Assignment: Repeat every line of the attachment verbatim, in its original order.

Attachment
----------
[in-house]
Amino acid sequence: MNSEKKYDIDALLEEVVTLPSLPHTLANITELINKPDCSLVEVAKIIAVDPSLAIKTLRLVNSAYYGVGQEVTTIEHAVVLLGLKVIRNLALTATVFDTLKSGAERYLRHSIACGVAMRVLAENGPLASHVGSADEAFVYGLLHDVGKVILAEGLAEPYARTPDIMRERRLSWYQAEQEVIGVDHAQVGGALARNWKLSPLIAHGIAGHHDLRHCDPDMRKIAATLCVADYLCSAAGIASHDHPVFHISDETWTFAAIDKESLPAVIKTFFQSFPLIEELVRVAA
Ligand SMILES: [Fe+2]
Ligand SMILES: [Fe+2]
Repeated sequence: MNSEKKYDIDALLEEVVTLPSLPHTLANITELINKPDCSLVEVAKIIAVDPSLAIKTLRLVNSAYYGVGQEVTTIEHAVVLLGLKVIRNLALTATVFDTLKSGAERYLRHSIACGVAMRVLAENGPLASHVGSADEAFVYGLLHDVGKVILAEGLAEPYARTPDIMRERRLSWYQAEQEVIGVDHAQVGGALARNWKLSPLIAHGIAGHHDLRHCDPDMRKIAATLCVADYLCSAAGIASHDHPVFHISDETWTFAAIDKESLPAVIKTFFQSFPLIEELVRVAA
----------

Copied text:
[in-house]
Amino acid sequence: MNSEKKYDIDALLEEVVTLPSLPHTLANITELINKPDCSLVEVAKIIAVDPSLAIKTLRLVNSAYYGVGQEVTTIEHAVVLLGLKVIRNLALTATVFDTLKSGAERYLRHSIACGVAMRVLAENGPLASHVGSADEAFVYGLLHDVGKVILAEGLAEPYARTPDIMRERRLSWYQAEQEVIGVDHAQVGGALARNWKLSPLIAHGIAGHHDLRHCDPDMRKIAATLCVADYLCSAAGIASHDHPVFHISDETWTFAAIDKESLPAVIKTFFQSFPLIEELVRVAA
Ligand SMILES: [Fe+2]
Ligand SMILES: [Fe+2]
Repeated sequence: MNSEKKYDIDALLEEVVTLPSLPHTLANITELINKPDCSLVEVAKIIAVDPSLAIKTLRLVNSAYYGVGQEVTTIEHAVVLLGLKVIRNLALTATVFDTLKSGAERYLRHSIACGVAMRVLAENGPLASHVGSADEAFVYGLLHDVGKVILAEGLAEPYARTPDIMRERRLSWYQAEQEVIGVDHAQVGGALARNWKLSPLIAHGIAGHHDLRHCDPDMRKIAATLCVADYLCSAAGIASHDHPVFHISDETWTFAAIDKESLPAVIKTFFQSFPLIEELVRVAA